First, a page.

Candace Wilson

Candace Wilson – Associate in Arts Degree

Candace Wilson - Associates in Arts DegreeCandace Wilson - Associate in Arts Degree

Candace Wilson’s inability to calculate math nearly stopped her from achieving her dream of a college education. Thanks to the encouragement from instructors and classmates, she will see her dream come true when she receives her Associate of Arts degree during MCC’s Commencement ceremony.

Wilson said she has had an amazing three years at MCC, filled with dedicated professors and staff members, including math professor Kenneth Folts and Disability Resource Manager Cindy Jepsen.

Folts encouraged her when she felt like giving up.

“He told me that I was not allowed to quit school and that I just needed a little help, and not to feel bad, that there are some great people in high positions that cannot grasp math either,” Wilson said.

Folts referred Wilson to MCC’s Learning Resource Center. 

“This is when I met Cindy Jepsen, who also refused to allow me to drop out,” Wilson said.  “She referred me to people and organizations that could help with my learning disabilities. She keeps in touch and is the person I run to when that overwhelmed feeling comes back.”

In addition to learning disabilities, Wilson managed to overcome transportation problems and deaths of family members. She is the first person in her family to attend college.

Jepsen said she has enjoyed working with Wilson and participating in her educational journey.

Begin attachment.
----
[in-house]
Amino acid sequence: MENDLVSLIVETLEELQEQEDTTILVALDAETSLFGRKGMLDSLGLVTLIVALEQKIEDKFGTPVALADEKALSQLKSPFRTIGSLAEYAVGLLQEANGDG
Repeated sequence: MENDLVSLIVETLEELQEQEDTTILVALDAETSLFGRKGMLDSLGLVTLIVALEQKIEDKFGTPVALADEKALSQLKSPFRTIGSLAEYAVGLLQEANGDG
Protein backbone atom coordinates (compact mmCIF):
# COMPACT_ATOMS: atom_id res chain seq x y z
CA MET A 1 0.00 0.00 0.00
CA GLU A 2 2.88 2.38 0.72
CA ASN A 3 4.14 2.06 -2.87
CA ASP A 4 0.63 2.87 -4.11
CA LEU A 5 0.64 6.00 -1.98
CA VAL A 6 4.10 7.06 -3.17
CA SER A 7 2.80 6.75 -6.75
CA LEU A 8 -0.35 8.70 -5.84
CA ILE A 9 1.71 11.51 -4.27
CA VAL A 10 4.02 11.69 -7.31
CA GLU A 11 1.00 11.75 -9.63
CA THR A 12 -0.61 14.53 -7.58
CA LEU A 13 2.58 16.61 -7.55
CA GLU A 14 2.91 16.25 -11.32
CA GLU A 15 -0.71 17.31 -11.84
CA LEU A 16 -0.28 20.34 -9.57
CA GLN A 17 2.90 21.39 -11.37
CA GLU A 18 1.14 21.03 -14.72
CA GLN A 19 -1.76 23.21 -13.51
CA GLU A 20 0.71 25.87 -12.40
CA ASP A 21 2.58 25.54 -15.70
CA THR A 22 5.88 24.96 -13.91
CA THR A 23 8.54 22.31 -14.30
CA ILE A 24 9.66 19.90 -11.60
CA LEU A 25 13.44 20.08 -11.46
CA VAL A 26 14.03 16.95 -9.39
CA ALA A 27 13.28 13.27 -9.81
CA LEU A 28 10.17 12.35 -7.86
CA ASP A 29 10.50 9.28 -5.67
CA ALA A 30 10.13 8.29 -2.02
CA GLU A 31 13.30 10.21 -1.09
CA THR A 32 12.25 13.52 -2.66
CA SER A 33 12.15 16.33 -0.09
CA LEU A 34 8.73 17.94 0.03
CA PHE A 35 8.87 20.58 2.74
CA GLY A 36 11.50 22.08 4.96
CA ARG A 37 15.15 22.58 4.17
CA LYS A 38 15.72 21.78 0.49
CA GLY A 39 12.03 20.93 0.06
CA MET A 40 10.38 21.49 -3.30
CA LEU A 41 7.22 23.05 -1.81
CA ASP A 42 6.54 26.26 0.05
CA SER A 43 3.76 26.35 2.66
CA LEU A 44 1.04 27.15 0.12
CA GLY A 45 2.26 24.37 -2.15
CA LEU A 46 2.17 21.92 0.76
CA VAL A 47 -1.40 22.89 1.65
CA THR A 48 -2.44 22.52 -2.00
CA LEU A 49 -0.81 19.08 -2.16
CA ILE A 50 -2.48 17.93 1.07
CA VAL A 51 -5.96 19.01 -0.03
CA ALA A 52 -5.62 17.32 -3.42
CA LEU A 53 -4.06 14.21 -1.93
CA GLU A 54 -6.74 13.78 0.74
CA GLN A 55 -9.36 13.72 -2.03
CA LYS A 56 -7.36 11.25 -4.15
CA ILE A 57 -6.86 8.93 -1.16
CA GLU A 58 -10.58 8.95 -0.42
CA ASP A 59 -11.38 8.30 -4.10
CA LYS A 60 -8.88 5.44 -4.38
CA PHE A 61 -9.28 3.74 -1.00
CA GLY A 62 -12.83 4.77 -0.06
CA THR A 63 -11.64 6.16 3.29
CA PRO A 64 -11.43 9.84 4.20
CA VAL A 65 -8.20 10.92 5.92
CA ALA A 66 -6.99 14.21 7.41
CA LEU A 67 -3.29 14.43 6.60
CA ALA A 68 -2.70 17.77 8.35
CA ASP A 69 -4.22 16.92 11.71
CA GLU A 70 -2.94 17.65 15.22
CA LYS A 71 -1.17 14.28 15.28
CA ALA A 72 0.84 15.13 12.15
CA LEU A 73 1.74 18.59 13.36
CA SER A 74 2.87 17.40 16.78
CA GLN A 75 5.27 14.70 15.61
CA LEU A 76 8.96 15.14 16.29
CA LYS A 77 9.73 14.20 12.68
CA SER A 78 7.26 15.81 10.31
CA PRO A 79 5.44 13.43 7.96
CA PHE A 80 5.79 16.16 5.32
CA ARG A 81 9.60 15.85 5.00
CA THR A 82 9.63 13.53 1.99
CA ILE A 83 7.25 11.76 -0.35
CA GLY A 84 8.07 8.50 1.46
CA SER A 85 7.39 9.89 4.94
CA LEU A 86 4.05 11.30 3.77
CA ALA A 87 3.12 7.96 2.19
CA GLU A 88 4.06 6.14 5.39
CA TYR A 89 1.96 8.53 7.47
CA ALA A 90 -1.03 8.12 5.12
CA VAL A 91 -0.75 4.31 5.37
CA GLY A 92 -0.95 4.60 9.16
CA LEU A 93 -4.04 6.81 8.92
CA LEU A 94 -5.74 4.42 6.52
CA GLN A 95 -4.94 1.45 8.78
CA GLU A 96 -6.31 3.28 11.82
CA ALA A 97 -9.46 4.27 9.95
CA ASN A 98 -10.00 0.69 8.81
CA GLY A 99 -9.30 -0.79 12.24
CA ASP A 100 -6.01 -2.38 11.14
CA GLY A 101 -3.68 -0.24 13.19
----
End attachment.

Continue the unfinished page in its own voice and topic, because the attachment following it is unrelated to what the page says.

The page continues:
“Candace has shown strength and determination towards her academic goals and has enlightened those around her,” Jepsen said.  “I am very proud that she is graduating but will really miss her in the office.”

While at MCC, Wilson received a service learning award for serving more than 45 hours with Save the Family, a Mesa organization that provides transitional housing for homeless families.

Wilson, 54, grew up in California and now lives in Mesa. Her major is social work and her minor is criminal justice.  She plans to transfer to Arizona State University in the fall to earn a bachelor’s degree and continue on to a master’s degree.  She would like to seek a position in Maricopa County as a parole/probation officer or maybe work in addiction counseling.

Her advice to other students?

“Ask questions, always,” she said.  “Talk to your professors.  I chose to meet my online professors in person before classes to begin to get a feel of their personalities and this has been so beneficial.  Don’t be shy, most instructors here at MCC want us to succeed and blossom. Making an appointment to just introduce yourself may sound corny, but it really made my time here easier.”